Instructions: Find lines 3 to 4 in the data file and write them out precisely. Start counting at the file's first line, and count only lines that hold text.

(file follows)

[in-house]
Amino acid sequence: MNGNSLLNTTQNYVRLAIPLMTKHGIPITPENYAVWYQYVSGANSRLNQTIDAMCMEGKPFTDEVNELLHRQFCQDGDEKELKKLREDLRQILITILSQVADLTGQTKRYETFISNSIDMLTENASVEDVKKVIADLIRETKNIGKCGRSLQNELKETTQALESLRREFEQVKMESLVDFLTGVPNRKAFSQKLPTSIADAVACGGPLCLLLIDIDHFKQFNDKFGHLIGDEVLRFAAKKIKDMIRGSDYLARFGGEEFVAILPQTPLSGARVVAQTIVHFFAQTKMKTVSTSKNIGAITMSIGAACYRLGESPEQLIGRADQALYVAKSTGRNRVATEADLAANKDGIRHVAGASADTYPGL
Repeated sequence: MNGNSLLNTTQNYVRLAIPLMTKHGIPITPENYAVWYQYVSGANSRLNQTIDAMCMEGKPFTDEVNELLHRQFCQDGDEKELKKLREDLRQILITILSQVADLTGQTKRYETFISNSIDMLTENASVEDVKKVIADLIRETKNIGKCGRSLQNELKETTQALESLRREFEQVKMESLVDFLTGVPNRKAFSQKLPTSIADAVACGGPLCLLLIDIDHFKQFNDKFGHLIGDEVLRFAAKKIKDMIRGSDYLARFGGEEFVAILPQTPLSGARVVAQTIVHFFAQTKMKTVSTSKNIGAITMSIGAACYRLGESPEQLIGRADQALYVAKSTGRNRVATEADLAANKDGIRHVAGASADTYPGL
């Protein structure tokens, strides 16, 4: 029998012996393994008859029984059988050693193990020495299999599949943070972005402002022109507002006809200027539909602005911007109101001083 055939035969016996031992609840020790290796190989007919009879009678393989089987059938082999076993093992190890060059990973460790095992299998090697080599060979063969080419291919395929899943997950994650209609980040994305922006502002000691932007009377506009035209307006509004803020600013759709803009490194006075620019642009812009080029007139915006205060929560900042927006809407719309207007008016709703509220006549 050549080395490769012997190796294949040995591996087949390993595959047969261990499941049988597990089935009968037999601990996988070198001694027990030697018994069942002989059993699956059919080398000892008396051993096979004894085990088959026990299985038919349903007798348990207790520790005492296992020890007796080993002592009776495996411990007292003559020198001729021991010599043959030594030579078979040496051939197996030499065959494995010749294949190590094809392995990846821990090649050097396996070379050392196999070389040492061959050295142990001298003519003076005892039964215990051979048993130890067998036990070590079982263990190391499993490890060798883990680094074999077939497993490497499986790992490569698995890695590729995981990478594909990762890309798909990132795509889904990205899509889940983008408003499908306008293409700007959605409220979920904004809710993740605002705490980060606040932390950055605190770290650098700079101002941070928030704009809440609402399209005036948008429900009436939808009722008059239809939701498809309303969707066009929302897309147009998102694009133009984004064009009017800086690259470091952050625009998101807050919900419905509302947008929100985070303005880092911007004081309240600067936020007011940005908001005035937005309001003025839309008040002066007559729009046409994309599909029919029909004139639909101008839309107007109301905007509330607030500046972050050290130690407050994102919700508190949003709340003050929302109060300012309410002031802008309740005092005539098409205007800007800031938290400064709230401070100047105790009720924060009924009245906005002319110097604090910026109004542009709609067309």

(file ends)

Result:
Repeated sequence: MNGNSLLNTTQNYVRLAIPLMTKHGIPITPENYAVWYQYVSGANSRLNQTIDAMCMEGKPFTDEVNELLHRQFCQDGDEKELKKLREDLRQILITILSQVADLTGQTKRYETFISNSIDMLTENASVEDVKKVIADLIRETKNIGKCGRSLQNELKETTQALESLRREFEQVKMESLVDFLTGVPNRKAFSQKLPTSIADAVACGGPLCLLLIDIDHFKQFNDKFGHLIGDEVLRFAAKKIKDMIRGSDYLARFGGEEFVAILPQTPLSGARVVAQTIVHFFAQTKMKTVSTSKNIGAITMSIGAACYRLGESPEQLIGRADQALYVAKSTGRNRVATEADLAANKDGIRHVAGASADTYPGL
């Protein structure tokens, strides 16, 4: 029998012996393994008859029984059988050693193990020495299999599949943070972005402002022109507002006809200027539909602005911007109101001083 055939035969016996031992609840020790290796190989007919009879009678393989089987059938082999076993093992190890060059990973460790095992299998090697080599060979063969080419291919395929899943997950994650209609980040994305922006502002000691932007009377506009035209307006509004803020600013759709803009490194006075620019642009812009080029007139915006205060929560900042927006809407719309207007008016709703509220006549 050549080395490769012997190796294949040995591996087949390993595959047969261990499941049988597990089935009968037999601990996988070198001694027990030697018994069942002989059993699956059919080398000892008396051993096979004894085990088959026990299985038919349903007798348990207790520790005492296992020890007796080993002592009776495996411990007292003559020198001729021991010599043959030594030579078979040496051939197996030499065959494995010749294949190590094809392995990846821990090649050097396996070379050392196999070389040492061959050295142990001298003519003076005892039964215990051979048993130890067998036990070590079982263990190391499993490890060798883990680094074999077939497993490497499986790992490569698995890695590729995981990478594909990762890309798909990132795509889904990205899509889940983008408003499908306008293409700007959605409220979920904004809710993740605002705490980060606040932390950055605190770290650098700079101002941070928030704009809440609402399209005036948008429900009436939808009722008059239809939701498809309303969707066009929302897309147009998102694009133009984004064009009017800086690259470091952050625009998101807050919900419905509302947008929100985070303005880092911007004081309240600067936020007011940005908001005035937005309001003025839309008040002066007559729009046409994309599909029919029909004139639909101008839309107007109301905007509330607030500046972050050290130690407050994102919700508190949003709340003050929302109060300012309410002031802008309740005092005539098409205007800007800031938290400064709230401070100047105790009720924060009924009245906005002319110097604090910026109004542009709609067309």